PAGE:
Norway’s Construction of the Century - The Atlantic Road


Ms. Sudeshna Mukherjee
Assistant Editor, Civil Engineering and Construction Review

Introduction
Located in the Midwest part of the Norwegian coastline, the Atlantic Road is one of the most scenic drives in the world. Driving along this road is like teetering on the edge of the sea. The curvy road dips and arches over the brutal waves of the Norwegian Sea that often crash over the pavement during storms. This unique highway will bring you out to the very farthest point where the land ends and the ocean begins.

The Atlantic Road is part of Norwegian national road 64, the road’s roller coaster-feel, curvy bridges and phenomenal views have made it a favourite of road trippers and motorcyclists. The construction of the road started in August 1983 and it took six years to be completed. Its 8 breath-taking (and sometimes terrifying) bridges have become one of the country’s most popular tourist attractions. The weather in the area is also unpredictable and harsh with visibility disappearing quickly, strong winds, and sudden temperature drops.

This road links the towns of Kristiansund and Molde, the two main population centres in the county of Møre og Romsdal in Fjord Norway. It starts approximately 30 kilometres southwest of Kristiansund and ends 47 kilometres north of Molde. It’s a very popular tourist attraction in the country. The road includes 8 bridges with a total length of 891 metres. It was also designated a Cultural Heritage Site, and is considered a National Tourist Route, and has been recognized as the Norwegian Construction of the Century.

Routes and Various Links

After construction, the road was opened on 7 July 1989. During construction the area was hit by 12 European windstorms. The first ten years the drivers had to pay toll to drive on it, but since 26th of June 1999 the road has been toll-free. The surface of the road is asphalt and had a cost of 122 million Norwegian krone. The road is 8.274-kilometre long section of County Road 64 that connects the island and municipality of Averøy with the mainland at Eide. The road runs across an archipelago of partially inhabited islands and skerries. To the north lies Hustadvika, an unsheltered section of the Norwegian Sea, to the south Lauvøyfjorden. The road has a width of 6.5 metres and a maximum gradient of eight per cent. It consists of eight bridges and four resting places and viewpoints. Several tourist sites, including dining, fishing and scuba diving resorts, have been established on the islands. Along with the section from Vevang to Bud, the road has been designated one of 18 National Tourist Routes.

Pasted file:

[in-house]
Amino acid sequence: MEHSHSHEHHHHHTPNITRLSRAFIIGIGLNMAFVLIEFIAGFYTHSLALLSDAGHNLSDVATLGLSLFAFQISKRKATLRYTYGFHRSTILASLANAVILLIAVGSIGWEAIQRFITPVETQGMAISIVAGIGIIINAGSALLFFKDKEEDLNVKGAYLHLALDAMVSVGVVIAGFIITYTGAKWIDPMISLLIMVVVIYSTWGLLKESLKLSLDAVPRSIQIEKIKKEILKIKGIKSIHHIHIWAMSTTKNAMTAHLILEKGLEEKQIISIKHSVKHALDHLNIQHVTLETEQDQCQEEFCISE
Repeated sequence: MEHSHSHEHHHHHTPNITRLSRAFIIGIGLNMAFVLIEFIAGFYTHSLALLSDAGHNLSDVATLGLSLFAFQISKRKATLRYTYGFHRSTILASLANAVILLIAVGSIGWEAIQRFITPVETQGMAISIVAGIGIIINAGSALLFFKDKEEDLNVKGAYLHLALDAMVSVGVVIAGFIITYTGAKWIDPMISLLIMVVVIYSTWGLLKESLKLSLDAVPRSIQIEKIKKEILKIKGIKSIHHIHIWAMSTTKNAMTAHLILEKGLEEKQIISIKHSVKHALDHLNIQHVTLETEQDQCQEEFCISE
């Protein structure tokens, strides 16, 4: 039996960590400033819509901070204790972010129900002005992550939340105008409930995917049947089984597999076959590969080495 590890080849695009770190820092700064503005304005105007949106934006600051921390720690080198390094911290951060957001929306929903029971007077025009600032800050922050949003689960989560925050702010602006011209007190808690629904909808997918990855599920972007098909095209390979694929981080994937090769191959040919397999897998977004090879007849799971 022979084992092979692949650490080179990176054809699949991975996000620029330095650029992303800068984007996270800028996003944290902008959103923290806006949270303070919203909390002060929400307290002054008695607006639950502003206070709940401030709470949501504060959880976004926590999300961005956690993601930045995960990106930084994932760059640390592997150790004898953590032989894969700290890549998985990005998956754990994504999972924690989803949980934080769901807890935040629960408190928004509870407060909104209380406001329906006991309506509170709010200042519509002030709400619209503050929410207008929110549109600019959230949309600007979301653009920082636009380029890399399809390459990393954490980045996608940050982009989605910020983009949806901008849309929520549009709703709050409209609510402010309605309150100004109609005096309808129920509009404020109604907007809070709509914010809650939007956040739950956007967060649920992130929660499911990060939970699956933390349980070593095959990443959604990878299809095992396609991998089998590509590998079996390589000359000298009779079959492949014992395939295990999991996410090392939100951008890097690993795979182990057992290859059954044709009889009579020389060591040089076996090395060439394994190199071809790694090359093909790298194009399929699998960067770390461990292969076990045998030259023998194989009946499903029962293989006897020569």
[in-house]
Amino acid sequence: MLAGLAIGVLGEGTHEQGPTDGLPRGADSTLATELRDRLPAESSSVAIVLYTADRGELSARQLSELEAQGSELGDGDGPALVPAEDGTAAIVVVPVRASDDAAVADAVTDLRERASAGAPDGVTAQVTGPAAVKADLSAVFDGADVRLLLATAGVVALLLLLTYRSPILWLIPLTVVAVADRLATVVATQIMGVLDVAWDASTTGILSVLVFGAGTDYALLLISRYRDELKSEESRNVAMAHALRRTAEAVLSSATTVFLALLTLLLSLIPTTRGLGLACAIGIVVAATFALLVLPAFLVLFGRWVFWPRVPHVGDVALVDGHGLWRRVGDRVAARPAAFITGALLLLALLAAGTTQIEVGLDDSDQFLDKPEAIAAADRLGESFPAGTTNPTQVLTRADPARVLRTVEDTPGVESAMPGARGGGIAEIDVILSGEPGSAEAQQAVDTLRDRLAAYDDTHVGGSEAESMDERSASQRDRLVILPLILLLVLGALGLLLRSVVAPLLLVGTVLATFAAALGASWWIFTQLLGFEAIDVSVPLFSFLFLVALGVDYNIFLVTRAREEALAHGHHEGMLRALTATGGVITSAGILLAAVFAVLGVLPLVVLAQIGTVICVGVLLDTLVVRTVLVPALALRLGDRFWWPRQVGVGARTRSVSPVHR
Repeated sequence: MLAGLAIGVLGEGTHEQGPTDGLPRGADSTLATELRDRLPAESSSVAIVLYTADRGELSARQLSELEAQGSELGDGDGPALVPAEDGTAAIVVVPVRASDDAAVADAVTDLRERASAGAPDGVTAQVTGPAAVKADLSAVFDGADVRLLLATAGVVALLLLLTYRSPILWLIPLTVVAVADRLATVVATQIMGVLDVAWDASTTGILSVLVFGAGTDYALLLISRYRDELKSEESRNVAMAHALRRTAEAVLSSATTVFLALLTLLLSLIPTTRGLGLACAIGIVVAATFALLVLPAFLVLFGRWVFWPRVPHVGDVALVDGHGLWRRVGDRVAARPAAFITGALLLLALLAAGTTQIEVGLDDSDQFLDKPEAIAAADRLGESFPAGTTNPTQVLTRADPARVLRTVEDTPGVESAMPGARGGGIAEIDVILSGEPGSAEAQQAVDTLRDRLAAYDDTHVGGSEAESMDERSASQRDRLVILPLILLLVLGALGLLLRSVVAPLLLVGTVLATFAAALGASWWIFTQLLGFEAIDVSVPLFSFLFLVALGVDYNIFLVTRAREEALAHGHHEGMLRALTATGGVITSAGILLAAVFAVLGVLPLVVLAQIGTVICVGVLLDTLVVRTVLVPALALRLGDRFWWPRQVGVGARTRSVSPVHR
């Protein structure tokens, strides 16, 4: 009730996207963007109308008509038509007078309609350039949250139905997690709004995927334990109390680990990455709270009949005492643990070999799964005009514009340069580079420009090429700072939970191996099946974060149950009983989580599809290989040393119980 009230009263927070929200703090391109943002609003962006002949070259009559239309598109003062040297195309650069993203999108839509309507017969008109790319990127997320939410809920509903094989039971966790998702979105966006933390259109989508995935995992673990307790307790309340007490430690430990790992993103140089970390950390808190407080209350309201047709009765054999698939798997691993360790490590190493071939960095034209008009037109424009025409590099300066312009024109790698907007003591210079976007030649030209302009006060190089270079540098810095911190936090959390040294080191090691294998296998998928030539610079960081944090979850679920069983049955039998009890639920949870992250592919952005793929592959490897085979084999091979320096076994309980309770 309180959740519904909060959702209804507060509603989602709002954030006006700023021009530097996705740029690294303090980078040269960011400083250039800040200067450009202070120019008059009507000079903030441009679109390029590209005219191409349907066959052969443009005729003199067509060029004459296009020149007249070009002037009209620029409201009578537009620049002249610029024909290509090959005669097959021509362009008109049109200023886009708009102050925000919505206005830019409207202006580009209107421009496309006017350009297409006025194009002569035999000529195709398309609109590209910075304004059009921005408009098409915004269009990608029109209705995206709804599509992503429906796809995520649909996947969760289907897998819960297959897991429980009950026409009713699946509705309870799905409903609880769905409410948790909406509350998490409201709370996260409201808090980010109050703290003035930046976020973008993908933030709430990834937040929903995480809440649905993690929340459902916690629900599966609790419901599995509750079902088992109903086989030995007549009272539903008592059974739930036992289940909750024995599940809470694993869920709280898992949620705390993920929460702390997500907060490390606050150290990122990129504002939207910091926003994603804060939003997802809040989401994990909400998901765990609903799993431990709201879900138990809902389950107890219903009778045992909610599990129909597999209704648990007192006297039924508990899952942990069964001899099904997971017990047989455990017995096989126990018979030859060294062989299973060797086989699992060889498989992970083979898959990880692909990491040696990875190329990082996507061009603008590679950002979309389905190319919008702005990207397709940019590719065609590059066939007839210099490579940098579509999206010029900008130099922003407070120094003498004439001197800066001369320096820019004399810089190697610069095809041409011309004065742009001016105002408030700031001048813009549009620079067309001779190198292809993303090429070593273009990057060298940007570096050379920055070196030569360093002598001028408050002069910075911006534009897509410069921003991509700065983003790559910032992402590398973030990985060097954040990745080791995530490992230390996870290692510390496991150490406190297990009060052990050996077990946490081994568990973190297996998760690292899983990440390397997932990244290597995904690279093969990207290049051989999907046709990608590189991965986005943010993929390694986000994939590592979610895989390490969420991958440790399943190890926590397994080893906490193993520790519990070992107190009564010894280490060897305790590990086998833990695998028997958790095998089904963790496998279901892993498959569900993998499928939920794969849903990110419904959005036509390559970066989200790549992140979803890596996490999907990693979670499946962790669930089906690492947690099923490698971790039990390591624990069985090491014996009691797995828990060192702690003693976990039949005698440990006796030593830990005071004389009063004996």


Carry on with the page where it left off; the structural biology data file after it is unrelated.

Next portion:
The Atlanterhavsveien is built on several small islands and is spanned by eight bridges and several landfills. The Atlantic Road is just about the most scenic route one could imagine. There are several panoramic views and rest areas with facilities in bold architectural forms along the Atlantic Road. This road also has an open sea view, which is not so common for roads along the Norwegian coast. The distance between the islands was so small that a road could be built across the archipelago. In addition, there are fjords and mountains inside the road.
This exquisite road connects Averøy with the mainland via a series of small islands and islets spanned by a total of eight bridges over 8,274 metres. It opened in 1989 and is toll free. The Atlantic Road has National Tourist Route status and the entire stretch between Bud and Kristiansund is one continuous experience packed with coastal scenery, culture and history. The contrasts between a trip on a sun-soaked and tranquil summer day and a foam-sprayed journey in a storm from the northwest are amazing.

Norwegian Construction of the Century

In 2005, the Atlantic Road was named the Norwegian Construction of the Century. The award was sponsored by the construction industry and the national broadcaster NRK in connection with the 100th anniversary of the dissolution of Norway’s union with Sweden. The Atlantic is an 8.3-kilometre section of Country Road 64, which runs between the towns of Kristiansund and Molde, the two main population centres in the county of More og Romsdal in Fjord, Norway.